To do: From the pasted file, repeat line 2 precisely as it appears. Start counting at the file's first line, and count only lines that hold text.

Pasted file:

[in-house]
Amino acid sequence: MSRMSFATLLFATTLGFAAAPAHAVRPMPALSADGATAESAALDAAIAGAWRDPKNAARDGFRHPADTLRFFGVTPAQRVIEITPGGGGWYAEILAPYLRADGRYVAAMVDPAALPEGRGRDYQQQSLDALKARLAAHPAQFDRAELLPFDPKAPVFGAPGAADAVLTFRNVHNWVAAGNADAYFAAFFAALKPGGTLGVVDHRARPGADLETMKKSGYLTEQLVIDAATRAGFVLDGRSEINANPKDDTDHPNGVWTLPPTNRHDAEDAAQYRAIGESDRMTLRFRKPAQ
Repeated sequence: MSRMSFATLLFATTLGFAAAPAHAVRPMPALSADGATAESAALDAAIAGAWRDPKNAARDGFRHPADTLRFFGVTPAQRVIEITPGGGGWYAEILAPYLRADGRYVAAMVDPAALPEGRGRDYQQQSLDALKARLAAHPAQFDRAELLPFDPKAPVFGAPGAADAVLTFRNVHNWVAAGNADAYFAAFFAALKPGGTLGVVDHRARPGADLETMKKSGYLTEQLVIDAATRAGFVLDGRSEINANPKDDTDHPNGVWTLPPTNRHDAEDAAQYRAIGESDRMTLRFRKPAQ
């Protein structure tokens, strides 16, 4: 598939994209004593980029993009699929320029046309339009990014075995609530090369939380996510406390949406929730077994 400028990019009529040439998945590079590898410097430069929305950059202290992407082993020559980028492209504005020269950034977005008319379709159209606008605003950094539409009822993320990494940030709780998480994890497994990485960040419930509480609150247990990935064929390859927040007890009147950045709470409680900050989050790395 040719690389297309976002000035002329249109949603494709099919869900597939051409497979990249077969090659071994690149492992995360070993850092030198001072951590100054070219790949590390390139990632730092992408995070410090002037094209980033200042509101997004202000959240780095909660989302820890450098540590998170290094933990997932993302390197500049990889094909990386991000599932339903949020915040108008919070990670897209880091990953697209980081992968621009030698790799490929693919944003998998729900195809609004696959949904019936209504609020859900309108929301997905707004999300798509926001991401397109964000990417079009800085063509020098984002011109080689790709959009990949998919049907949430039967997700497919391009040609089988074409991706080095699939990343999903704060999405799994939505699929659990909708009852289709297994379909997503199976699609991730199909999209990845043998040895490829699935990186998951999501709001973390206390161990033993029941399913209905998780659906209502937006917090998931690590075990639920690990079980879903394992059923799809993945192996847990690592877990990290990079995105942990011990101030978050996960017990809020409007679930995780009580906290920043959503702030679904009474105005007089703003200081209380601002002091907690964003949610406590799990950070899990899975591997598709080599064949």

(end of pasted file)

Amino acid sequence: MSRMSFATLLFATTLGFAAAPAHAVRPMPALSADGATAESAALDAAIAGAWRDPKNAARDGFRHPADTLRFFGVTPAQRVIEITPGGGGWYAEILAPYLRADGRYVAAMVDPAALPEGRGRDYQQQSLDALKARLAAHPAQFDRAELLPFDPKAPVFGAPGAADAVLTFRNVHNWVAAGNADAYFAAFFAALKPGGTLGVVDHRARPGADLETMKKSGYLTEQLVIDAATRAGFVLDGRSEINANPKDDTDHPNGVWTLPPTNRHDAEDAAQYRAIGESDRMTLRFRKPAQ